Patient's own cells can repair knee

January 22, 2009 7:02:26 PM PST
A new technique for repairing damaged knees uses a patient's own cells to grow new cartilage. Researchers at UCSF are taking part in the clinical trials.

Ten years after tearing the cartilage in his knee, Michael Coats was facing the final option for his painfully deteriorated joint -- a full knee replacement.

"I'm thinking I'm too young for this," said Michael Coats, a knee patient.

Then Coats learned about an experimental treatment that might allow surgeomichns to patch the chipped surface on his knee joint, known as the articular cartilage.

In a series of surgeries, doctors removed cartilage cells from his knee, then cultured them using a kind of three dimensional frame, to grow a natural piece of cartilage. Dr. Benjamin Ma, M.D., is a surgeon at UCSF in San Francisco, is participating in the nationwide trial.

"We can actually biopsy cartilage cells from the body, grow them in a lab and then implant into a scaffold, almost giving them a house they can live in. Once they live in there, they generally grow cartilage or protoliken, which is the structure of what articular cartilage is and now you have a piece of cartilage, and you can implant it back into the body where the defective cartilage is," said Benjamin Ma, MD, UCSF.

Coats had his surgery performed at Duke University has been pain free for more than a year.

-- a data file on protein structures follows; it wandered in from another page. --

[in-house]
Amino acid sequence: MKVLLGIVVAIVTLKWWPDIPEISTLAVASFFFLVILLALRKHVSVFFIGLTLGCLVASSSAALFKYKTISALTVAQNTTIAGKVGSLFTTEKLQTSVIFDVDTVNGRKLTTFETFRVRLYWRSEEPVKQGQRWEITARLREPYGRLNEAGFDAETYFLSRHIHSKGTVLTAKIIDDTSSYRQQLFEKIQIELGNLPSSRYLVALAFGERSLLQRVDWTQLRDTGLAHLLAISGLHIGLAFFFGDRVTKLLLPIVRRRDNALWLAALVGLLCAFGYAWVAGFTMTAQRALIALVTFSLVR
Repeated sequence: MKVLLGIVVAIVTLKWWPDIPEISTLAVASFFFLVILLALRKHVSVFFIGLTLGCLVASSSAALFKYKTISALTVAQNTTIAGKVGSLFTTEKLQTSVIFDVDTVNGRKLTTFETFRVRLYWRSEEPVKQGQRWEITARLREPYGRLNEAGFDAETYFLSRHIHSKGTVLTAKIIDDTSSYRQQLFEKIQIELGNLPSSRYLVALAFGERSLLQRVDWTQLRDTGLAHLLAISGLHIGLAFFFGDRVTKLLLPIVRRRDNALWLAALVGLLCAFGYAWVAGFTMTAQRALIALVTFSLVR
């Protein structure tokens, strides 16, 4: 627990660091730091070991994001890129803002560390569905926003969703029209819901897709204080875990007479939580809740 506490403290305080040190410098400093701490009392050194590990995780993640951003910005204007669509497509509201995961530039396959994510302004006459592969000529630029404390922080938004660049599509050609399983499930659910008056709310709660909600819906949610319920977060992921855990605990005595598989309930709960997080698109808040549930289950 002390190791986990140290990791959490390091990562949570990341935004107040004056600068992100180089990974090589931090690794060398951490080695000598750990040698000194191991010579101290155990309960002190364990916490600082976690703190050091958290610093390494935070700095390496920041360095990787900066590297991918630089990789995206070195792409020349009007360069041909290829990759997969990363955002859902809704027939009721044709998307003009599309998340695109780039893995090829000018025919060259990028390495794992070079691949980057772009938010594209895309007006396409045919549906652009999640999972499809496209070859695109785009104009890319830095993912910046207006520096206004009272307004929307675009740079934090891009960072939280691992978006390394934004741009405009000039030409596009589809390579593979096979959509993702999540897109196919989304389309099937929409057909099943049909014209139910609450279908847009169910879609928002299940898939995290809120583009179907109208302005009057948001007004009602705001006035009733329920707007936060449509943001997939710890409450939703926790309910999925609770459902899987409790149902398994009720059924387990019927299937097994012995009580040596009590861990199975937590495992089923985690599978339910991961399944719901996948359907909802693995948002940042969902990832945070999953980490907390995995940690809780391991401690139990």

"So far so good, no pain to walk, I can go up stairs," said Coats.

Dr. Ma is hopeful the clinical trial will yield positive results. The procedure is an alternative to microfracture, where surgeons create a hairline break in the damaged area -- and try to coax a scar tissue version of the cartilage to grow back. However Ma says the result rarely duplicates the joint's smooth articular cartilage.

"The two surfaces, when they rub together, are very, very smooth. Smoother than anything we can make with human hands, better than ceramic, better than metal, better than ball bearings, but that is what we're trying to duplicate," said Dr. MA.

He says the procedure takes about 10 weeks to complete, with several months of recovery time after that.

The replacement technique is designed to repair damage to an otherwise healthy knee, but not natural deterioration from age, commonly known as osteoarthritis.


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